There are two instrumental B-sides to "Enjoy the Silence". "Sibeling" (the 12" B-side) is a soft piano-tune while "Memphisto" (the 7" B-side) is a darker, eerier track. The title of "Sibeling" refers to FinnishclassicalcomposerJean Sibelius. According to Martin Gore, "Memphisto is the name of an imaginary film about Elvis as a Devil, that I created in my mind". As such, the title is a portmanteau of Memphis and Mephisto. "Sibeling" was produced by the combination of the band and Flood, who produced much of Depeche Mode's work from 1990 to 1993, while "Memphisto" was produced by the band alone.
The Anton Corbijn-directed music video for "Enjoy the Silence" references the themes and storyline of the philosophical children's book The Little Prince. Footage of Gahan dressed as a stereotypical king wandering the hillsides of the Scottish Highlands, the coast of Portugal and finally the Swiss Alps with a deck chair is intercut with black-and-white footage of the band posing. Brief flashes of a single rose (which is also on the album cover of Violator) appear throughout the scenes.
When Corbijn presented the concept of the video to the band, which at the time was simply "Dave dressed up as a king, walking around with a deck chair", they initially rejected it. They changed their minds, when he explained that the idea was that the King (Dave) was represented "a man with everything in the world, just looking for a quiet place to sit"; a king of no kingdom. Andy Fletcher jokes that he favoured the video because "[he] only had to do about an hour's worth of work".
The video uses a slightly different mix of the album version of the song (the most notable difference being a new and extended introduction) that has not been released in any audio format. The final long shots of the king walking through the snow are not Gahan but rather the video's producer, Richard Bell. Gahan had left the set, tiring of the cold in Switzerland (recounted by Gahan in the intro to The Videos (86-98)).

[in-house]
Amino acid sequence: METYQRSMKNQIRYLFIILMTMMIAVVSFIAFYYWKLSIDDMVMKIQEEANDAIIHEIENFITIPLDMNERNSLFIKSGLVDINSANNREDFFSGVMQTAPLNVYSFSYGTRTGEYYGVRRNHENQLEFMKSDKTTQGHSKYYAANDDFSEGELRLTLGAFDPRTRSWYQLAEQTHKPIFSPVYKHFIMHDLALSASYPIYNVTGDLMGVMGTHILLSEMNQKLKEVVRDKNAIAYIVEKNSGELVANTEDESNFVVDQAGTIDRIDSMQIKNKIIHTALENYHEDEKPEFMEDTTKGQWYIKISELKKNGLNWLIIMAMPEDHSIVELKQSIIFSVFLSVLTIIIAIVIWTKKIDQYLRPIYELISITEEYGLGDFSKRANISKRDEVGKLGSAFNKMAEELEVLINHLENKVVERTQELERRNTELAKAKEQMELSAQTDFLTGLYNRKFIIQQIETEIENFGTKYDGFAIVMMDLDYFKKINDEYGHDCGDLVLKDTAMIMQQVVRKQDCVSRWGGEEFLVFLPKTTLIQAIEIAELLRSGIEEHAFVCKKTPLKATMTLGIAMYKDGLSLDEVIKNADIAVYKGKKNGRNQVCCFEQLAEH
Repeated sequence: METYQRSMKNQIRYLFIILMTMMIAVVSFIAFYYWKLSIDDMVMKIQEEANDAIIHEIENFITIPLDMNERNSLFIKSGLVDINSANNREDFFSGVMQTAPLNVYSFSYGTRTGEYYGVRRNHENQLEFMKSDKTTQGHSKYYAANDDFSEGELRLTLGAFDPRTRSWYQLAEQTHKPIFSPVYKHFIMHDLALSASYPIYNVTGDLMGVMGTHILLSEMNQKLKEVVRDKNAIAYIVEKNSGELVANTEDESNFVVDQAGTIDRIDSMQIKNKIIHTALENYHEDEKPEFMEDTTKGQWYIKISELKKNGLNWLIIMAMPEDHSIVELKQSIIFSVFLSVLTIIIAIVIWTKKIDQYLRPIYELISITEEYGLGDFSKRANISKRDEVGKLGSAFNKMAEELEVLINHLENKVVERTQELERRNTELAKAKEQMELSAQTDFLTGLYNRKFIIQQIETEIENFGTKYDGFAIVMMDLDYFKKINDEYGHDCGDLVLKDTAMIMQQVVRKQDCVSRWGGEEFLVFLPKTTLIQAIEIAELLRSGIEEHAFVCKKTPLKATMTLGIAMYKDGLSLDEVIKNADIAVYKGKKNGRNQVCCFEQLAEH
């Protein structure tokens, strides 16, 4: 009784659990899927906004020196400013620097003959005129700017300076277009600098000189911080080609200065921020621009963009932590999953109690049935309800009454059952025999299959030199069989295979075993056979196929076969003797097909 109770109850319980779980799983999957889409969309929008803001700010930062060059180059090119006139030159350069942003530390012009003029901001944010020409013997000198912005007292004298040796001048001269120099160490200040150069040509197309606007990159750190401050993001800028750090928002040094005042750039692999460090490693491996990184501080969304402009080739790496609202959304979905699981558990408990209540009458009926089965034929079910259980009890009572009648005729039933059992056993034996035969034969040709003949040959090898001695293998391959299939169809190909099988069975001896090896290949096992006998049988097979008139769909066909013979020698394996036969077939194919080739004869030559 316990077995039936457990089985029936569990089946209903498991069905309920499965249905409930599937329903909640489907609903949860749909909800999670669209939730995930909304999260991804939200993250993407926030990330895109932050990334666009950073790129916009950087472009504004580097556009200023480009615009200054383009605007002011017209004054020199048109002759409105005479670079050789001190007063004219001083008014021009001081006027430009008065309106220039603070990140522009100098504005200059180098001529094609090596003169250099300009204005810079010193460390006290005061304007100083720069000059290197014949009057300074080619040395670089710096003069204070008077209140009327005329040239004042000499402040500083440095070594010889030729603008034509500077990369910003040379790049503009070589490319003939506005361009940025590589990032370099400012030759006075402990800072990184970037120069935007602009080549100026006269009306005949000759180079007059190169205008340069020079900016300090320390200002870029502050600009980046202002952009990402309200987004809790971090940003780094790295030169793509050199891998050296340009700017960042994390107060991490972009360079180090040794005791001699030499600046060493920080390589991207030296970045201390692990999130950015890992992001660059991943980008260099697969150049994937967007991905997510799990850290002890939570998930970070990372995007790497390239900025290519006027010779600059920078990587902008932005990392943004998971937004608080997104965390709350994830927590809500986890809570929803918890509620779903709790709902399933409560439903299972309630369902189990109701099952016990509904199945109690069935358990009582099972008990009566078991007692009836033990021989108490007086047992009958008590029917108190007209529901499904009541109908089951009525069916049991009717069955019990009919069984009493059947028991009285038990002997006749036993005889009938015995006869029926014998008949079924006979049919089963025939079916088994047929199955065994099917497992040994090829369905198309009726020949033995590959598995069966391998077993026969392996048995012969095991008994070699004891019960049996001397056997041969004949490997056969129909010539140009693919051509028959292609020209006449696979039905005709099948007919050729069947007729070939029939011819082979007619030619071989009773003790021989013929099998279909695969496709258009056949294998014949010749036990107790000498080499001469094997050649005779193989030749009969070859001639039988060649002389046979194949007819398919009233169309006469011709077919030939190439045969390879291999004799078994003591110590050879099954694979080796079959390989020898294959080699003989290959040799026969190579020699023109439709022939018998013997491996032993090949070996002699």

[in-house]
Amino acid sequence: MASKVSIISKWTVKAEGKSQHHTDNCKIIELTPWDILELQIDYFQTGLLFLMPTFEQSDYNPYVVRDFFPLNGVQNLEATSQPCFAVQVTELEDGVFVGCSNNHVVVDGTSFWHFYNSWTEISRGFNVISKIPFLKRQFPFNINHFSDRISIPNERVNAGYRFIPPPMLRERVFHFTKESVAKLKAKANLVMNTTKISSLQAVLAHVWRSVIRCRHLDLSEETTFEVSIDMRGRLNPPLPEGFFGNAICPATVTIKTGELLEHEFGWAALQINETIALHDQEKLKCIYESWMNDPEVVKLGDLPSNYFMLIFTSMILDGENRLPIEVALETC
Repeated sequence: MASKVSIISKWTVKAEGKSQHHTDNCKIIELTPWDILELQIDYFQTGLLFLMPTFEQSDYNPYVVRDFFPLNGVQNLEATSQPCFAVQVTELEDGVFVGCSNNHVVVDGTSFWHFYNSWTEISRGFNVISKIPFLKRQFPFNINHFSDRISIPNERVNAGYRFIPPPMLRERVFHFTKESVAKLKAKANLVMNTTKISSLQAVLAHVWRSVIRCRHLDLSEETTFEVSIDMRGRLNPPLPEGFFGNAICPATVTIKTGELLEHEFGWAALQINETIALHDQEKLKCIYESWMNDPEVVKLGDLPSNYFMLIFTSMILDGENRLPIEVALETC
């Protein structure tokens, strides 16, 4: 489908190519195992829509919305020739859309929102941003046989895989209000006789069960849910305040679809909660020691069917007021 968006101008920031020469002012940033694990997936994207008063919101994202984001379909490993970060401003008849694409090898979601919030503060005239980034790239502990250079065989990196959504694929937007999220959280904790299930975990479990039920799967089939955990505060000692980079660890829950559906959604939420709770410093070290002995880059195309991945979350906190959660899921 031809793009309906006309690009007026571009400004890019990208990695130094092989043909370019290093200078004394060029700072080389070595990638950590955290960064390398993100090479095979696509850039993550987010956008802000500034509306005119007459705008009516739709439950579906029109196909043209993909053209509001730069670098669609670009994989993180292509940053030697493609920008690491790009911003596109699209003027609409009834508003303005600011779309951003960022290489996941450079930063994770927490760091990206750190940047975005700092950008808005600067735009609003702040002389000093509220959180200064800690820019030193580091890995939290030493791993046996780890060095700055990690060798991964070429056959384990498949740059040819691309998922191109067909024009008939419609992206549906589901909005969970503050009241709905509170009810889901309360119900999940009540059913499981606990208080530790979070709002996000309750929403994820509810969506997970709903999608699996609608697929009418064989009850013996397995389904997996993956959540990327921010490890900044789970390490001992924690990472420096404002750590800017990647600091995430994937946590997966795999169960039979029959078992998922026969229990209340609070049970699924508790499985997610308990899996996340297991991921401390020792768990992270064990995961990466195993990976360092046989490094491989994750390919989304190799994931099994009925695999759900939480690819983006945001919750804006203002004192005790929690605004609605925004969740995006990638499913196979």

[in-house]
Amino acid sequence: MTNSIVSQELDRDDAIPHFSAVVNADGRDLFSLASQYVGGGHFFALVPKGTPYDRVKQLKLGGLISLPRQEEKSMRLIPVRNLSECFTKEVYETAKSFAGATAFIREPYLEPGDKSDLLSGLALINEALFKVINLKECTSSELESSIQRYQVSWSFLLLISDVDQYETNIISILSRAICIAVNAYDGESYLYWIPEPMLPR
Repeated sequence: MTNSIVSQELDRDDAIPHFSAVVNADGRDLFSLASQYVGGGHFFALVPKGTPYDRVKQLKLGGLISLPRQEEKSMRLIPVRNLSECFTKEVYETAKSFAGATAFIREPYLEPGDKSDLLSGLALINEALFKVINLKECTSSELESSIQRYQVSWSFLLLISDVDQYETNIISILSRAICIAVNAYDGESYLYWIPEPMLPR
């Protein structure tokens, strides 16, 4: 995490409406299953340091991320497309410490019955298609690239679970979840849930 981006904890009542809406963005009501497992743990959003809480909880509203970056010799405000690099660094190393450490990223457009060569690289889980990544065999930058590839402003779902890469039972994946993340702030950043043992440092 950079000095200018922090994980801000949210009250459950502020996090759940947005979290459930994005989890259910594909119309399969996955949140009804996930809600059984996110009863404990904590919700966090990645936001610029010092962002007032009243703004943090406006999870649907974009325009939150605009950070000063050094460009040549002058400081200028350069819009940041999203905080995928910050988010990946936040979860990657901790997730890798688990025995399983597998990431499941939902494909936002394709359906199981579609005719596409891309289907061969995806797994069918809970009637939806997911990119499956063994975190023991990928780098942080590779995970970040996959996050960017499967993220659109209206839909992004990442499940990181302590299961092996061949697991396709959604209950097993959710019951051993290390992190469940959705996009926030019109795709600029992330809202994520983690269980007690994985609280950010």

In 1990, a promotional video for "Enjoy the Silence" was shot by French TV (for the TV Show "Champs-Élysées" with Michel Drucker) featuring Depeche Mode lip-syncing the song while standing atop the World Trade Center at the WTC rooftop World observatory. In the aftermath of the September 11th attacks, in which the towers were destroyed, this video gained special significance among New Yorkers and others as, now, functioning as an elegant tribute to the victims.
One of the two videos for Coldplay's 2008 song "Viva la Vida" is a homage/tribute to the "Enjoy the Silence" video (it was also directed by Corbijn and features Coldplay singer Chris Martin walking around dressed as a king).
David Gahan sings all versions of "Enjoy the Silence" except the "Harmonium" version which is sung by Martin Gore.
"Sibeling" and "Memphisto" are instrumentals.
"Enjoy the Silence" was recorded at Puk Studios, Denmark and engineered by Peter Iversen.
"Sibeling" and "Memphisto" were recorded and mixed at The Church, London and engineered by Steve Lyon.
The 7" version of "Enjoy the Silence" and the "Ricki Tik Tik Mix" was mixed by Daniel Miller and Phil Legg at Master Rock Studios, London.
The "Hands and Feet Mix" and "Ecstatic Dub" were mixed by Francois Kevorkian at The Church, London and engineered by Steve Lyon.
The "Bass Line" version was mixed by Francois Kevorkian at Axis, New York and engineered by Goh Hotoda.
The "Harmonium" version was mixed by Depeche Mode at The Church, London and engineered by Steve Lyon.